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What is Geography?

The ground we walk on, the air we breathe, the crops we grow — geography surrounds us. Geographers study the interactions between natural elements of the environment, such as weather, plants, soils, and landforms. But it’s not just about dirt and water — it’s about people too. Our interactions with the environment — including our responses to environmental crises — have dramatic consequences for the future of our planet.

Bronwyn Butterfield

Student Profile - Bronwyn Butterfield

For Bronwyn Butterfield, geography and creativity go hand-in-hand.

The fourth-year Bachelor of Arts Honours student says her focus on both the human and physical streams of geography has allowed her to see the world in a whole new way.

“I love learning about Canada’s physical and human landscapes, the relationship they hold with each other and the factors that influence the change we see in its physical and human patterns over time,” said Butterfield.

A self-proclaimed outdoors enthusiast, Butterfield’s interest in geography started in high school and continued in her first year at UWinnipeg when she realized she could maintain a connection to the wider world inside the classroom.

The program has also allowed her to explore other passions, like travel, culture and sustainability.

In her third year, Butterfield spent a semester in coastal British Columbia studying natural resources at the Haida Gwaii Higher Education Society. During this experience she learned about Haida culture and traditions, as well as the ecology that thrives in the territory. More recently, her research took her to Europe.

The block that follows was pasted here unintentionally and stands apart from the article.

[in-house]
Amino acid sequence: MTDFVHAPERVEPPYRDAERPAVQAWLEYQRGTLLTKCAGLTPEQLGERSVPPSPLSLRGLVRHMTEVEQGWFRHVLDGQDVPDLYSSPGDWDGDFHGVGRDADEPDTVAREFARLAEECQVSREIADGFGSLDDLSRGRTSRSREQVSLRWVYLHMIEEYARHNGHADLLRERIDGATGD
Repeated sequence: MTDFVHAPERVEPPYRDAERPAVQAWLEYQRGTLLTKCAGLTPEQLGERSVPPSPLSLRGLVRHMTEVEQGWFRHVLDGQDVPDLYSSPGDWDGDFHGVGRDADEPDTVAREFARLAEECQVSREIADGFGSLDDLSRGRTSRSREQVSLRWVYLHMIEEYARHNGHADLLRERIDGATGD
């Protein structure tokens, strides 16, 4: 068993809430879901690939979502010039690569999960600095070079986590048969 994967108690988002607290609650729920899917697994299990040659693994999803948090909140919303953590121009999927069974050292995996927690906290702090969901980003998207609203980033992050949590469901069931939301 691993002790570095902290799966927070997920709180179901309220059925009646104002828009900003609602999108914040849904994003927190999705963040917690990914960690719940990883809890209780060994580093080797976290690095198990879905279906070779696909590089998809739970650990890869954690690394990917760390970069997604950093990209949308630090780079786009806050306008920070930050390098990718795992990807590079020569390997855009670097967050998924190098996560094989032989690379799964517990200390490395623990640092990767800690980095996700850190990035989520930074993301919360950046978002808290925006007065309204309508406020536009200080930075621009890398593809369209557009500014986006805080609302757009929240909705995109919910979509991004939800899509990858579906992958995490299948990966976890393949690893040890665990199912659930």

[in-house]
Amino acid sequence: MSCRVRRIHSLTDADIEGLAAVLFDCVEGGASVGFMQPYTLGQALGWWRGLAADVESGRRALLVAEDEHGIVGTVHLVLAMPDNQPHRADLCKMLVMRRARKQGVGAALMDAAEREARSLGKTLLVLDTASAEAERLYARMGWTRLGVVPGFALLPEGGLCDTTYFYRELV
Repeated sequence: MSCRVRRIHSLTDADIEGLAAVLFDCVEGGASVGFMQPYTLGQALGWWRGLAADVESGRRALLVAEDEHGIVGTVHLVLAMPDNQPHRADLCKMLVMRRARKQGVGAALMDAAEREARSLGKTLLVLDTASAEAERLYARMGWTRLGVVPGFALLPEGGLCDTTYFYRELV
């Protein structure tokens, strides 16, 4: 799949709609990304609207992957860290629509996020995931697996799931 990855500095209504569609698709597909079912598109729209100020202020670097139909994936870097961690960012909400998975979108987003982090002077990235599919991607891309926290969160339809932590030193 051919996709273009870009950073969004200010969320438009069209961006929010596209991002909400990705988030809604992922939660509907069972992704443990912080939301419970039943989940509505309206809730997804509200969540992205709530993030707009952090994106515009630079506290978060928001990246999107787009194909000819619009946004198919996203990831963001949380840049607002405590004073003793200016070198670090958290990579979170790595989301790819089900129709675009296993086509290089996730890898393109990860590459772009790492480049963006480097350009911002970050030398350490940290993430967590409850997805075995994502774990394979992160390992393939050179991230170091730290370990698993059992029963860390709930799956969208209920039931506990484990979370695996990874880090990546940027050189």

“This past fall, I had the incredible opportunity to participate in a research project that took me to Norway and Sweden, studying sustainable public transportation systems and bringing those ideas back to Winnipeg,” she said.

Now that she’s nearing the end of her undergrad, Butterfield is looking forward to a future that includes the interests she’s developed while studying geography — even if she’s not quite sure what that will look like at the moment.

“(It) could be teaching, starting a business, landscape architecture, city planning or something else that I do not know exists yet,” she said. “As long as I am able to be passionate about the landscapes that surround me, I’m sure whatever I do will be the right fit.”

Make an impact

Everything from your home to the grocery store — or even your entire neighborhood — likely had its location determined by a geographer. People who specialize in human or regional geography often work in city planning and policy development, and have a large influence on where we live, work, or travel. Physical geographers examine weather, climate, soil, and vegetative systems to determine their impact on our health. Want to chart a new course? Geomatics specialists study maps, satellite images, and information systems to gain a new understanding of Earth’s surface.

Career opportunities

  • City planning
  • Meteorology
  • Climatology
  • Natural resource assessment and management
  • Agricultural development
  • Soil and resource conservation
  • Cartography

UWinnipeg faculty, students, and alumni are leaving their mark in the field of geography. Read their stories:

Indigenous Knowledge and Climate Change

Harmful algal blooms investigated in water bodies across Canada

Visualizing climate change

View Geography Factsheet [PDF] | See Academic Calendar Information [PDF] | Visit Department Website

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